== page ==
Steinbeck recounted the meeting in great detail — including how the actor unfolded a packet of aluminum foil to reveal a note he once received from John Gielgud. After that, explaining the importance of a good exit, the actor makes one.

Was the Shakesperean actor a dramatic invention in Steinbeck’s classic work of non-fiction? We’ll probably never know. But indications are, just maybe, something is rotten in the state of North Dakota.

From all existing clues, it appears Steinbeck didn’t actually sleep in the town of Alice on the night of Oct. 12, which can only lead one to wonder if the actor was real, or if, like Tom Joad in ”The Grapes of Wrath,” he was artfully concocted by the author, most of whose works were fiction.

If so, it wouldn’t be the first discrepancy between Steinbeck’s account in “Travels with Charley” and what his papers and other sources reveal about his 1960 trip.

Many of those are now being brought to light by blogger Bill Stiegerwald as he retraces Steinbeck’s route. (Bill, who we met at the begining of our trip is a good two weeks ahead of me.)

“Contrary to what he wrote so nicely and in such detail in ‘Charley,’ Steinbeck didn’t camp overnight near Alice on the Maple River or anywhere else on Wednesday, Oct. 12, 1960,” Stiegerwald concluded on his blog, Travels Without Charley. “He stayed at… in Beach, N.D., some 300-plus miles to the west.”

This, along with some of the recent stops on our own retracing of Steinbeck’s travels with Charley, brings us back to our discussion of the truth in fiction, and the fiction in truth.

We’re all for the former, but have some problems with the latter. We have nothing against using the techniques of fiction writing in non-fiction – in portraying the innate suspense of a situation, or the turmoil raging inside characters; or in skipping over the boring stuff.  (Otherwise, a writer might end up boring readers with something as mundane as tossing french fries to his dog.)

But we’d argue that a reader of books, even a reader of blogs, deserves — like an eater of food — to know what he’s consuming. What sort of liberties an author of non-fiction has taken in processing the facts is information to which a reader should have access, much like a diner should be able to find out what sort of oil a fast food restaurant uses to cook its french fries.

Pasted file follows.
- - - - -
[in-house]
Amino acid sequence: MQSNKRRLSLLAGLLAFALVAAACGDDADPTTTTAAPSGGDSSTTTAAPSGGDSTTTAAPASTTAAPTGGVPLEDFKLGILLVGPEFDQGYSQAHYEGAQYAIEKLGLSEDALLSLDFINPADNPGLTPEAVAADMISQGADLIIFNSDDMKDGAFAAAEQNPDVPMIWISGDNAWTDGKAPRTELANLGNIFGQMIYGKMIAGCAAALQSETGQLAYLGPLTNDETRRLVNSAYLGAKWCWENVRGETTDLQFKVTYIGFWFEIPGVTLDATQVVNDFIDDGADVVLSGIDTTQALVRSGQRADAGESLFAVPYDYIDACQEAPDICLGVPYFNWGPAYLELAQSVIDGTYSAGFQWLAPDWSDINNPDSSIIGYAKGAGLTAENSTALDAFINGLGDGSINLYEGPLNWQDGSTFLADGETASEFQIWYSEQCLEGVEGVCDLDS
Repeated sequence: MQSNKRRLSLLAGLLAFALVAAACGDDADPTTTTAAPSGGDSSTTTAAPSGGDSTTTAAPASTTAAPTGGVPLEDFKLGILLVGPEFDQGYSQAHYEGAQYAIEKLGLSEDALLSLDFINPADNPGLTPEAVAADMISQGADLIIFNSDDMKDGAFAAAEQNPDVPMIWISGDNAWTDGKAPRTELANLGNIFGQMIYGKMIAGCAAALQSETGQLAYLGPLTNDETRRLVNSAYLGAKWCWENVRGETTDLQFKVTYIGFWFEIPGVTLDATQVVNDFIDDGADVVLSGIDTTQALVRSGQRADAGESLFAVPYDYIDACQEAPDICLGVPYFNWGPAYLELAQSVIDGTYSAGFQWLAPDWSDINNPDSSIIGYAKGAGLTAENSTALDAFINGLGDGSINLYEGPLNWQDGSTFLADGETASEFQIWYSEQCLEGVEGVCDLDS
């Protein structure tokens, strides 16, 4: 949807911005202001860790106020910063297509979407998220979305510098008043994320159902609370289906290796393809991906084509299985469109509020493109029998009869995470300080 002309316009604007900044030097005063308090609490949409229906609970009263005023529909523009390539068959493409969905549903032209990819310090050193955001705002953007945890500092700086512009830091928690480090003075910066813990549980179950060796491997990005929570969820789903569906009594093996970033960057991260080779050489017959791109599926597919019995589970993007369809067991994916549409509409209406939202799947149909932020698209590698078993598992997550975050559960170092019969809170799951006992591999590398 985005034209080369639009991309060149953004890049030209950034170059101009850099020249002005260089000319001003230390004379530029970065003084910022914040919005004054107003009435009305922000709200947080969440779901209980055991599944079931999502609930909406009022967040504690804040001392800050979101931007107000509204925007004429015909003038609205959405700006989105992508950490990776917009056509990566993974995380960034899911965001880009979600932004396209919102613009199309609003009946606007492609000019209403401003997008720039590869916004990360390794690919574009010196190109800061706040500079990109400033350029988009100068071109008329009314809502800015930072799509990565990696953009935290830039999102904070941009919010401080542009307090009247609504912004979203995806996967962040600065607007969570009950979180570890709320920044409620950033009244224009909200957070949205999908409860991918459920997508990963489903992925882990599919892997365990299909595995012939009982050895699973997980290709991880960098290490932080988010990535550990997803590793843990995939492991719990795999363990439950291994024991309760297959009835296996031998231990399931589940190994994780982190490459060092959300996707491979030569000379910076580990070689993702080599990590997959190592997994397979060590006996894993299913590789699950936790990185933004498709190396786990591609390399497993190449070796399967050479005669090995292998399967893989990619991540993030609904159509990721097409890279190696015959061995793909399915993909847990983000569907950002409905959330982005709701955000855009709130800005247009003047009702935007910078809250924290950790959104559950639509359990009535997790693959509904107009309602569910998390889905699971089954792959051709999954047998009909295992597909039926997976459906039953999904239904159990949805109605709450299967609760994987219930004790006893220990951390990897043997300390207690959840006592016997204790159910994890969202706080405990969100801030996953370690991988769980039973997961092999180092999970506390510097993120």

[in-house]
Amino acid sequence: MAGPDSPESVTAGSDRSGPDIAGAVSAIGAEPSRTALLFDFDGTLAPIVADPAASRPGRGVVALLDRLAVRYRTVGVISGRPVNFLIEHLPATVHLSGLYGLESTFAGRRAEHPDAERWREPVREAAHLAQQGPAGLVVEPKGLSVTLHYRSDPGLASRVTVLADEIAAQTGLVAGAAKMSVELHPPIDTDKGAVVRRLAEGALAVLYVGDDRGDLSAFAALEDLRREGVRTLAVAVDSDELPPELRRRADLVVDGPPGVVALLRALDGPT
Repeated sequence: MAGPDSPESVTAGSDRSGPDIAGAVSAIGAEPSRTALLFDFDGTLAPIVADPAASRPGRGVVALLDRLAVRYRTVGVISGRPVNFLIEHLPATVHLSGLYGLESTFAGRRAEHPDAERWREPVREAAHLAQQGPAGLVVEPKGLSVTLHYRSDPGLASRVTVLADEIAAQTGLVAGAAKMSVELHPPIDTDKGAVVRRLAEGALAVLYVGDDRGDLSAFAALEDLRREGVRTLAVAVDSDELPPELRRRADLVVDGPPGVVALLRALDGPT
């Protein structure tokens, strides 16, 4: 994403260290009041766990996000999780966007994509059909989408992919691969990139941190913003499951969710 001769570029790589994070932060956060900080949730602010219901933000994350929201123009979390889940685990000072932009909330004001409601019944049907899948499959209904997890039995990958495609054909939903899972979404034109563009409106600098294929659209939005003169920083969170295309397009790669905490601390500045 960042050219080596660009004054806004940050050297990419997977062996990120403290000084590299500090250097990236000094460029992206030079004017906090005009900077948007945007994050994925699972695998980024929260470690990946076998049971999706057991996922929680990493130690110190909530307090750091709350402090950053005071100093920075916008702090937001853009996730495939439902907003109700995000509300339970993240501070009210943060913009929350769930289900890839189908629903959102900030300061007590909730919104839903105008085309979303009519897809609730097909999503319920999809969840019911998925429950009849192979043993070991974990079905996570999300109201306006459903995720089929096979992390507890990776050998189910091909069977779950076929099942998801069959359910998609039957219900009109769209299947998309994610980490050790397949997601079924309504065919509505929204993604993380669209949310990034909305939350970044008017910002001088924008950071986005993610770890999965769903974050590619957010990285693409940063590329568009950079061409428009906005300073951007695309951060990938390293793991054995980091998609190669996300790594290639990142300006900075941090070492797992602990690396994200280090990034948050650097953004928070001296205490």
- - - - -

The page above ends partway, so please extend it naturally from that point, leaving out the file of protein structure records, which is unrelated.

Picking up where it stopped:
The line between fiction and non-fiction, it seems, is becoming a difficult to define boundary. Then again, maybe it has always been so.

Earlier this week, our “Travels with Ace” took us to Sauk Centre, or as Sinclair Lewis called it in his 1920 novel “Main Street,” Gopher Prairie. “Main Street,” while labeled fiction, exposed many truths about small town life — more, at least initially, than some Sauk Centre residents cared to be exposed, proving that not only does the truth hurt, but fiction can as well.

Our next, and latest, stop was Fargo, which most people know through the Coen brothers movie of same name. The movie starts off with the words: “This is a true story …  At the request of the survivors, the names have been changed. Out of respect for the dead, the rest has been told exactly as it occurred.”

But “Fargo” — whose characters were mostly portrayed as dull-witted sorts, living in a frozen wasteland — wasn’t a true story at all; rather it was a concoction of the wonderfully degenerate minds of two brothers from neighboring Minnesota.

Both the movie “Fargo” and the book “Main Street” brought some unflattering notoriety to the towns they were depicting — much like Steinbeck’s novel, “The Grapes of Wrath,” offended some Oklahomans.

In addition to criticism that “The Grapes of Wrath” was too political, didn’t accurately describe the migration of farm families from the dust bowl to California, and some nitpicking that Sallisaw, the town it opens in, was not actually part of the Dust Bowl (a fairly major nit), there were those who thought the novel portrayed “Okies” as illiterate hicks.

(Possibly, that’s why when he was traveling with Charley, Steinbeck sidestepped the state of Oklahoma.)

In each case, though, once the dust settled, there was something close to a happily-ever-after ending – some acknowledgement of the truth beneath the fiction, or at least some evidence that any perceived slights were forgiven.

Sauk Centre, where Main Street now intersects with Sinclair Lewis Boulevard, has embraced Lewis, its most famous son, with an annual festival.

In Fargo, chamber of commerce types proclaim there has been “a renaissance” — not so much due to the movie itself, maybe, as to the efforts to show the world there was more to Fargo than the movie portrayed. In 2006, on the movie’s 10th anniversary, it was projected on the side of the Radisson Hotel, the city’s tallest building as part of the Fargo Film Festival.

And even Sallisaw, on the 100th anniversary of Steinbeck’s birth, started a “Grapes of Wrath” festival, though it was short-lived. It has since been replaced with the annual Diamond Daze Festival, which isn’t Steinbeck-related at all.

All of which, in addition to just being interesting, serves as proof that — as the maybe real, maybe not Shakespearean actor in “Travels with Charley” might have said — all the world really is a stage.